Samsung’s recall of the Galaxy Note 7 smartphone has turned into a fiasco. The company’s management has fallen victim to an age-old quality problem — the failure to properly identify the root cause of a defect.
When reports of Galaxy Note 7 phones catching fire began to mount, Samsung management pushed hard for a solution. As reported in the Wall Street Journal, scans of some of the devices showed a bulge on batteries made by a Samsung affiliate that was not present on batteries supplied by others. A rush to judgment ensued. Samsung recalled the product and began providing customers with new phones using the non-bulging battery.
There was just one problem: Within weeks, new incidents were being reported with the newly supplied phones. At that point Samsung killed the product.
The sheer volume of product and its dollar value are far beyond the scope of problems any of us will probably deal with in our careers, but the steps that led to this disaster are all too common. This incident provides a great coaching moment for all businesses managing product quality.
The bulge in some of the batteries was clearly not the root cause of phones catching fire. It was just a symptom. Symptoms can often lead to the discovery of a root cause, but they can just as frequently have nothing to do with it. Symptoms get a lot of attention because they are visible. But root causes can often be more subtle things lurking beneath the surface.
Visible symptoms can lead to a very common problem, which is the confusion of correlation and causation. For example, there is a very strong correlation between shoe size and a young person’s reading ability. Generally speaking, people with larger feet are better readers than people with small feet.
You don’t actually think bigger feet improve reading do you? Of course not. Bigger feet are also correlated with another variable — age. Age is the root cause of better reading ability. People with bigger feet tend to be older and with age comes improved reading.
This example is a silly one, except for the fact that it is the kind of mistake made over and over when companies deal with defects in processes and products. There are many reasons this happens.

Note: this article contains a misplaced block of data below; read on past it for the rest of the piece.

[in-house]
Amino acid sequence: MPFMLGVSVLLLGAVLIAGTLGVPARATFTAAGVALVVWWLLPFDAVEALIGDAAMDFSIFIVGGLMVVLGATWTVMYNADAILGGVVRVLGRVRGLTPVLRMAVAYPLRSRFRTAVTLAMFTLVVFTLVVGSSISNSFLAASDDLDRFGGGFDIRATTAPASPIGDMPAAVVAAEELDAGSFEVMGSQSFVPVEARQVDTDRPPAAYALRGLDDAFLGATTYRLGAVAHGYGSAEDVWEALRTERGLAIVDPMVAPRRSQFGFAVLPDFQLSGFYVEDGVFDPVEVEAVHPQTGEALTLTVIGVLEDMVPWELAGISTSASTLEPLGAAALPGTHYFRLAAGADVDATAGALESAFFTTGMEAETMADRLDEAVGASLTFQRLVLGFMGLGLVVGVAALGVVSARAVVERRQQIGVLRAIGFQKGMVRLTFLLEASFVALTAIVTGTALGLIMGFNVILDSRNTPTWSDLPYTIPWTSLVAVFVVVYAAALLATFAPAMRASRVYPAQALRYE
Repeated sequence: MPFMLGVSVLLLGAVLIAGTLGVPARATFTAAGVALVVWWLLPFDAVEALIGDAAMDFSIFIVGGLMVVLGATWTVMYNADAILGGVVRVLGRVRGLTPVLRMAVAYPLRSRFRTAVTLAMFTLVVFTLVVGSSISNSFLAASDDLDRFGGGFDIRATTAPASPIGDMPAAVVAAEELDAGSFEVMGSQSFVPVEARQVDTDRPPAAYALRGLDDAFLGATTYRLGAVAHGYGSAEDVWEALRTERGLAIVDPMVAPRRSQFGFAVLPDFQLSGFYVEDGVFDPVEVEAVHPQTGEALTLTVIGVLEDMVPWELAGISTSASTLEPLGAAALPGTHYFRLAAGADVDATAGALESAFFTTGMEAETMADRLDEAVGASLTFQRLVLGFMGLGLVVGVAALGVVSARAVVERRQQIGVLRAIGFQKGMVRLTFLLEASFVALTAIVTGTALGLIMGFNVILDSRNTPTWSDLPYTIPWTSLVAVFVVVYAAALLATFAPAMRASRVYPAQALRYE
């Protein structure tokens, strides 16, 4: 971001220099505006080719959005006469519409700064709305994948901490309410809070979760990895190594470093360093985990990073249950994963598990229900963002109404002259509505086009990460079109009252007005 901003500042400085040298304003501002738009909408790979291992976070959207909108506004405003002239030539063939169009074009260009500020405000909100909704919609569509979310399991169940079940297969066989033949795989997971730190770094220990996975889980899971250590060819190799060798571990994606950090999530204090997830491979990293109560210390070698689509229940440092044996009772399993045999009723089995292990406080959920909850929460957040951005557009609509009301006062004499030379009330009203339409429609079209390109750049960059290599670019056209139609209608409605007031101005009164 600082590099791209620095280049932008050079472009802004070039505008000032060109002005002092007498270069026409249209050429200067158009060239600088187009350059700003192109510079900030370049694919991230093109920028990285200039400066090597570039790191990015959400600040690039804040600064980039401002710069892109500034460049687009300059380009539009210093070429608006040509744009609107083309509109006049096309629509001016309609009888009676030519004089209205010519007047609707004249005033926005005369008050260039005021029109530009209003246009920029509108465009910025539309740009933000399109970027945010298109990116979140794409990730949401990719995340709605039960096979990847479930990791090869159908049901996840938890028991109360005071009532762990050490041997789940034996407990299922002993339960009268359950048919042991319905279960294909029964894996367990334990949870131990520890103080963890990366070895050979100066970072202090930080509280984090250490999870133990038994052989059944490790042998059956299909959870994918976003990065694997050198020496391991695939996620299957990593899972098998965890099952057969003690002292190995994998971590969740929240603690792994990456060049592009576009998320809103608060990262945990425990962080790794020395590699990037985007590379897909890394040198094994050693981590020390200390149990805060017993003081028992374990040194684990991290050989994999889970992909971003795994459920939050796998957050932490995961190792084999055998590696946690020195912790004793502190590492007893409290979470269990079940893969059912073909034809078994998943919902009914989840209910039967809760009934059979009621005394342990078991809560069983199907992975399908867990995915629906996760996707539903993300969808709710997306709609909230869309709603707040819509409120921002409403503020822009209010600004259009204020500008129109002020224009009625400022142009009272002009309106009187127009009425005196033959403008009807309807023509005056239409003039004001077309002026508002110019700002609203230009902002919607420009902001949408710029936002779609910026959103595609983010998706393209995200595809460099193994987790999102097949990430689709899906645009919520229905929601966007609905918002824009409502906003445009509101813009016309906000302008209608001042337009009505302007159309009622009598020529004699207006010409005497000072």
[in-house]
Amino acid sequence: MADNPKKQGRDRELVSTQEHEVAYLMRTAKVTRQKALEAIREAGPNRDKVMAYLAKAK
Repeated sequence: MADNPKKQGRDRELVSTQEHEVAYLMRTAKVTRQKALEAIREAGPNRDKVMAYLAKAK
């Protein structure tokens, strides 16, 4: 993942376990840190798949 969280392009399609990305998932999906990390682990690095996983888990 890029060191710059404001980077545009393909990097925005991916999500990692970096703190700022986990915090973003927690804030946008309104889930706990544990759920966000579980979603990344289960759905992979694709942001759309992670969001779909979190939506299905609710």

Finding the root cause of a problem can take considerable time and effort. It may take a collaboration of many people with different skills to brainstorm possible causes, eliminate symptoms and find the root cause. In many cases the process is hurried and performed under extreme pressure for an answer.
Customers, investors, executives can all be clamoring for an answer. It is no wonder in those circumstances that a highly visible and suspicious symptom may be identified as the root cause. That is exactly what happened with Samsung. We need an answer. We see a bulge in one type of battery. That must be it.
Another reason that root-cause analysis fails is that companies don’t train enough people on the problem-solving tools and techniques that are best practices in this area.
That is probably not the case at Samsung, but it is very much the case at many smaller businesses. Tools such as Failure Mode and Effects Analysis, Pareto analysis, Ishikawa diagramming and brainstorming techniques for problem solving are not deployed in many businesses.
To avoid a mess like Samsung’s, don’t rush the search for a root cause when a product fails. Use a team of well-trained subject-matter experts. Give them time. If necessary, bring in outside assistance with analysis tools and techniques. Invest in getting it right.
Richard Randall is founder and president of management-consulting firm New Level Advisors in Springettsbury Township, York County. Email him at [email protected]